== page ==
Friday, December 10, 2004

All I want for Christmas is…spam

If Christmas is a time for giving then why am I doing so much receiving? Since the beginning of December my email has been under a seasonal spam siege and I know I am not alone.

It is estimated that at least 60% of all email traffic is unsolicited. Most email users are plagued by adverts for cheap medication, bargain jewellery, unwanted links to pornography and products guaranteed to enlarge our most intimate body parts.

Bill Gates, the most spammed person in the world, gets four-million spam messages a day. He has a department dedicated to sifting his email for legitimate messages. Gates is also worth $46-billion and the richest man in the world. Clearly there must be a correlation between the amount of spam you get and your wealth.

In fact, Gates gets as many spam messages a day as there are Internet users in the whole of South Africa. This is currently estimated at 3 523 000 or 7,4% of the population according to World Wide Worx. South Africa is relatively advanced compared to the rest of Africa, though. South African Internet users make up 36% of total users in Africa which is close to 13 million.

In Africa as a whole only 1,4% of the population have access to the Internet. Compare this to the 35 million users in the UK, where 60% of the population utilise the web.

So spam is among the many things most Africans will not be getting this Christmas.

But have we really grasped the full weight of the technological problem facing Africa?

In 1965 Gordon Moore, cofounder of Intel, made his famous observation that the rate of technological development doubles every two years. This translates to an average performance improvement in the technology industry as a whole of 1% a week.

In real terms Moore's Law means that 'we won't experience 100 years of progress in the 21st century…it will be more like 20 000 years of progress at today's rate,' says Ray Kurzweil CEO of

Access and use of information technologies in Africa is increasing but at the same time developed countries continue to outpace this growth. This means that as an African on this upward technological spiral you will always be playing catch-up. It is like being in an ever-accelerating car that continues to fall further behind because those ahead are accelerating even faster.

Africa has other problems. Infrastructural capacity, literacy and high-quality education and health care are prerequisites to technological advancement. There are only 14-million phone lines on the continent. And who needs a computer when you are starving?

But technology itself can be helpful in building effective infrastructure, governance and service provision. The New Partnership for Africa's Development (Nepad) sees information and communication technology as central to reducing poverty, overcoming geographic isolation and promoting distance learning and health education.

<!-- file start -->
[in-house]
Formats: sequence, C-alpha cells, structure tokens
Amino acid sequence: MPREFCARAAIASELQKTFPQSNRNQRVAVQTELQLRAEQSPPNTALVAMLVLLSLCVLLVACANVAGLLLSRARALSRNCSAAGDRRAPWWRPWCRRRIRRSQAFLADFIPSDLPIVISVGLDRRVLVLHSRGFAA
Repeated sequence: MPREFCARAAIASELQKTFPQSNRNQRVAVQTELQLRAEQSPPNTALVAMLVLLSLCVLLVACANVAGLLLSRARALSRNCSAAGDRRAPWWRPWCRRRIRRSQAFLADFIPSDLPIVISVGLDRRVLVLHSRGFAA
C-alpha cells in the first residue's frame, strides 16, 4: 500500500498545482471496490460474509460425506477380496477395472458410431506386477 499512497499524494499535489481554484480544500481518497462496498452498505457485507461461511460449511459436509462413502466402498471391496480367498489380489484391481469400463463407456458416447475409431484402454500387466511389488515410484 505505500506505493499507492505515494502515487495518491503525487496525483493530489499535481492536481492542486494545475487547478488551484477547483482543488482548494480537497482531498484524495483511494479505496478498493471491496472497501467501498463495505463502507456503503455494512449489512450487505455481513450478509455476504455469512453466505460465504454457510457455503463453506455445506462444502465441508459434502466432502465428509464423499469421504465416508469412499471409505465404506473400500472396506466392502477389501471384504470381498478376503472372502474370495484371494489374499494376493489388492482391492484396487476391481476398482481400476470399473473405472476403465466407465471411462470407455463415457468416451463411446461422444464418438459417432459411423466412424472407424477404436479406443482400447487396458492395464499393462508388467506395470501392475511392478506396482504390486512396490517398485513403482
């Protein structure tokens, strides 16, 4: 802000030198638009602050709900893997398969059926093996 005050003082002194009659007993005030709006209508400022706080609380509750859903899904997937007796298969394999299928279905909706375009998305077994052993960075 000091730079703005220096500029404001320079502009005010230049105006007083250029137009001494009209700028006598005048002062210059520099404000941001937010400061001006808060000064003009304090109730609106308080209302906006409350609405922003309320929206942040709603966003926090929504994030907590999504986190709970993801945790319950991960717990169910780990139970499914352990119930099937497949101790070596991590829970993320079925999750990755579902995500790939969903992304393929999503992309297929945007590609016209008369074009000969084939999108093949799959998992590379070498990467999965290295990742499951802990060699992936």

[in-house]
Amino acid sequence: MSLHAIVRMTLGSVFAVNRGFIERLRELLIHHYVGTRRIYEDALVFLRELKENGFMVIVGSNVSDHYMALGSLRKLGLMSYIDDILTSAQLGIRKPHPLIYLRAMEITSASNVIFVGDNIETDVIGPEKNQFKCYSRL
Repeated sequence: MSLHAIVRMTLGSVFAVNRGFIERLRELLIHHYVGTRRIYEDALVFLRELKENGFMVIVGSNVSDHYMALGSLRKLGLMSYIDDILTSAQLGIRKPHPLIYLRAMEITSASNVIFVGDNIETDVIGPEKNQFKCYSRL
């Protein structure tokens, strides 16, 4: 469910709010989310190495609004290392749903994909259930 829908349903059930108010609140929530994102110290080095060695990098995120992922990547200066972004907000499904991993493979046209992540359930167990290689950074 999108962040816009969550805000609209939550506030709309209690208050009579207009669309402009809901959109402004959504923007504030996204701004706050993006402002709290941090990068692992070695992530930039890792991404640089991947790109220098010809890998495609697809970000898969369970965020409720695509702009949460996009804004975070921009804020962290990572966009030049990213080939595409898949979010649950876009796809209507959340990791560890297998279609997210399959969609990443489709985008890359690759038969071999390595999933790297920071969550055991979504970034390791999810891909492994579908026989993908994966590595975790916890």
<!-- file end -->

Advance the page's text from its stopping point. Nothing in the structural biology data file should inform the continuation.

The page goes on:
Projects such as HealthNet use global communications in 150 countries to link up health professionals. Burn surgeons in Mozambique, Tanzania and Uganda now share information on reconstructive surgery techniques.

Microsoft South Africa has agreed to donate software to all 32 000 State schools in perpetuity (of course many will have to get computers first, with 19 000 schools still without sufficient facilities).

But despite these developments, as I sit bombarded by spam and taking my speedy broadband connection for granted, I am overwhelmed by the fear that Africa may never draw level with its developed counterparts.

I think we underestimate the gravity of this.

Do you know if you type the word 'poverty' into the Google Search Engine you get 20-million hits? If you type in the word 'spam' you get 45-million. Those of us who make up the information superhighway seem to be perturbed about the wrong thing.

The time has come to get the situation into perspective.

As for me and my little world, my personal commitment this Christmas is to only complain about things of real substance and get my own priorities straight.

I know spam is a real problem. It amounts to an amazing $1 934 per employee per year in terms of lost productivity according to Nucleus Research. But, frankly, I am only too happy to be suffering from such a 'First World' complaint as too much spam.

To celebrate I am going to buy my wife a genuine Rolex watch for £15, splash out on a bucket of Viagra for my granddad and wait for my Christmas millions to arrive from Idi Amin's second cousin who has promised they will be deposited as soon as I hand over my bank details. Remember, Christmas comes but once a year, but poverty, like spam, is for life.